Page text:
Cycling is one of the most sustainable forms of transport, positively impacting on emission levels, congestion, and health. In recent years there has been a major, and welcome, increase in cycling across the Dublin region. But with this positive development comes increased pressure on local authorities to ensure sufficient cycling infrastructure is in place.
After a successful first trial during the 2016 Smart Cycle Challenge, (a Small Business Innovation Research (SBIR) project that sought technology solutions to help improve cycling across Dublin), Dublin City Council’s Smart Docklands partnered with See.Sense to explore how data could be crowd-sourced by cyclists to help improve city planning.
The project was part of a wider EU project, SynchroniCity, designed to accelerate the adoption of new technologies in cities, while dealing with privacy concerns and producing more sustainable solutions.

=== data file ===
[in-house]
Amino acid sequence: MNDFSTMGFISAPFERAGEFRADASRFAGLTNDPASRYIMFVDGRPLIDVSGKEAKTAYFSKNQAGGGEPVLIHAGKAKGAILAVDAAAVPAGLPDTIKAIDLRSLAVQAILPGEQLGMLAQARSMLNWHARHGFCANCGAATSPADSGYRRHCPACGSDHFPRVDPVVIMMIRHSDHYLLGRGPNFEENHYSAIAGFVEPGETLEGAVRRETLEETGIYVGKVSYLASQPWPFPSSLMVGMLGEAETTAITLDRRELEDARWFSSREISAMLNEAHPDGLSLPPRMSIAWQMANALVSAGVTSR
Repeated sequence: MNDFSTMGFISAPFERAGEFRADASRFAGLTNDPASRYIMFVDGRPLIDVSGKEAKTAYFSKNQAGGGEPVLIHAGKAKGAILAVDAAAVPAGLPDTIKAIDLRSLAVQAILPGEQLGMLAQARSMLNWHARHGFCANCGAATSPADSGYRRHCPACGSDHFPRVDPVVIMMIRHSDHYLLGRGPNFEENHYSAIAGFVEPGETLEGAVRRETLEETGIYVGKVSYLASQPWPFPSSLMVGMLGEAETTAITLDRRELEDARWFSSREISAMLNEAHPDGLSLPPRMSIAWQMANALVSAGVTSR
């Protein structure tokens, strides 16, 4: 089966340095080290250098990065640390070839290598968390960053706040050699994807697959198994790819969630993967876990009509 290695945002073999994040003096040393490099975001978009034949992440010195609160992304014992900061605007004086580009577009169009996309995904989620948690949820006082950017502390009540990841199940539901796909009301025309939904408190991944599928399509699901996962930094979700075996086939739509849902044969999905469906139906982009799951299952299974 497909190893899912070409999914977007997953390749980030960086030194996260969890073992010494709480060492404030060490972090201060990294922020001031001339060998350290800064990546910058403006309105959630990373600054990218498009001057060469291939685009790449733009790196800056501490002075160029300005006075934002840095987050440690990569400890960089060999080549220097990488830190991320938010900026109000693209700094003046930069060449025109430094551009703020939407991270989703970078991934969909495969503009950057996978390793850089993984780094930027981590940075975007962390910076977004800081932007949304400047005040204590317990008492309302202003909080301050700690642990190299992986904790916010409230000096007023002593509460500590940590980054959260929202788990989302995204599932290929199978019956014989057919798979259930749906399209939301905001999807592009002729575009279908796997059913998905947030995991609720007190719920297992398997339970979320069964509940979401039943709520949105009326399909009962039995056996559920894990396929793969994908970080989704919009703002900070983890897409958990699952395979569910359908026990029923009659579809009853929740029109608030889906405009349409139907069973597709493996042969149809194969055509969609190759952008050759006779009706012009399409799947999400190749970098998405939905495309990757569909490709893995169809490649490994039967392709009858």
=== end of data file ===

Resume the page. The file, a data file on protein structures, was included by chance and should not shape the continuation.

Throughout the summer of 2019, 800 volunteers across Dublin, Antwerp, and Barcelona took part this innovative smart cycling projects, collectively crowdsourcing valuable data about their day-to-day experiences as cyclists. In Dublin, 200 cyclists received a See.Sense ACE bicycle light containing a sensor that collected information about occurrence of near miss incidents, road surface quality, and the most frequently used cycling routes. Aggregated and anonymised data was subsequently shared with the Council, supporting planners and engineers to make data-driven decisions when upgrading and expanding city cycle infrastructure.
By providing a wealth of information on popular cycling routes, cycling speeds, and road surfaces, the data is allowing the Council to better understand cyclists’ experiences and improve plans for new cycle corridors and other cycling infrastructure.